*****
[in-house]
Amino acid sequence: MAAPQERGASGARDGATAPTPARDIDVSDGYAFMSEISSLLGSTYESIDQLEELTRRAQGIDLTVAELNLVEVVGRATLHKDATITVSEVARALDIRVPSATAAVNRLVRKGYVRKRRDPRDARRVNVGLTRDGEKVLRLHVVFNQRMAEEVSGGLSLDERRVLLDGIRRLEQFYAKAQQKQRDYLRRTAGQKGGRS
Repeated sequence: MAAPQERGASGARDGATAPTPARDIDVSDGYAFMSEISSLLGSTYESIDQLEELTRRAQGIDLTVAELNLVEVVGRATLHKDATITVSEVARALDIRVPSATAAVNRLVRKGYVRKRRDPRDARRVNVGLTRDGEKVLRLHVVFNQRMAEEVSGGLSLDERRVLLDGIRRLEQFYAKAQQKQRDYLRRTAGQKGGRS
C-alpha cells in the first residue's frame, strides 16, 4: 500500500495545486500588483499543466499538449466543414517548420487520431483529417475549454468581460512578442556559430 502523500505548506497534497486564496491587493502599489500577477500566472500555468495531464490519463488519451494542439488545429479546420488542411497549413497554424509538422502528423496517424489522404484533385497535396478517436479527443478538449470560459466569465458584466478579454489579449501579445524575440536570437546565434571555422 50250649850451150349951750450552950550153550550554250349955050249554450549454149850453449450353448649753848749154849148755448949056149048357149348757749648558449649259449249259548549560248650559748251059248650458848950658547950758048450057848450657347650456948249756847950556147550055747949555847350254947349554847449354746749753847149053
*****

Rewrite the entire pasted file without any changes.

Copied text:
[in-house]
Amino acid sequence: MAAPQERGASGARDGATAPTPARDIDVSDGYAFMSEISSLLGSTYESIDQLEELTRRAQGIDLTVAELNLVEVVGRATLHKDATITVSEVARALDIRVPSATAAVNRLVRKGYVRKRRDPRDARRVNVGLTRDGEKVLRLHVVFNQRMAEEVSGGLSLDERRVLLDGIRRLEQFYAKAQQKQRDYLRRTAGQKGGRS
Repeated sequence: MAAPQERGASGARDGATAPTPARDIDVSDGYAFMSEISSLLGSTYESIDQLEELTRRAQGIDLTVAELNLVEVVGRATLHKDATITVSEVARALDIRVPSATAAVNRLVRKGYVRKRRDPRDARRVNVGLTRDGEKVLRLHVVFNQRMAEEVSGGLSLDERRVLLDGIRRLEQFYAKAQQKQRDYLRRTAGQKGGRS
C-alpha cells in the first residue's frame, strides 16, 4: 500500500495545486500588483499543466499538449466543414517548420487520431483529417475549454468581460512578442556559430 502523500505548506497534497486564496491587493502599489500577477500566472500555468495531464490519463488519451494542439488545429479546420488542411497549413497554424509538422502528423496517424489522404484533385497535396478517436479527443478538449470560459466569465458584466478579454489579449501579445524575440536570437546565434571555422 50250649850451150349951750450552950550153550550554250349955050249554450549454149850453449450353448649753848749154849148755448949056149048357149348757749648558449649259449249259548549560248650559748251059248650458848950658547950758048450057848450657347650456948249756847950556147550055747949555847350254947349554847449354746749753847149053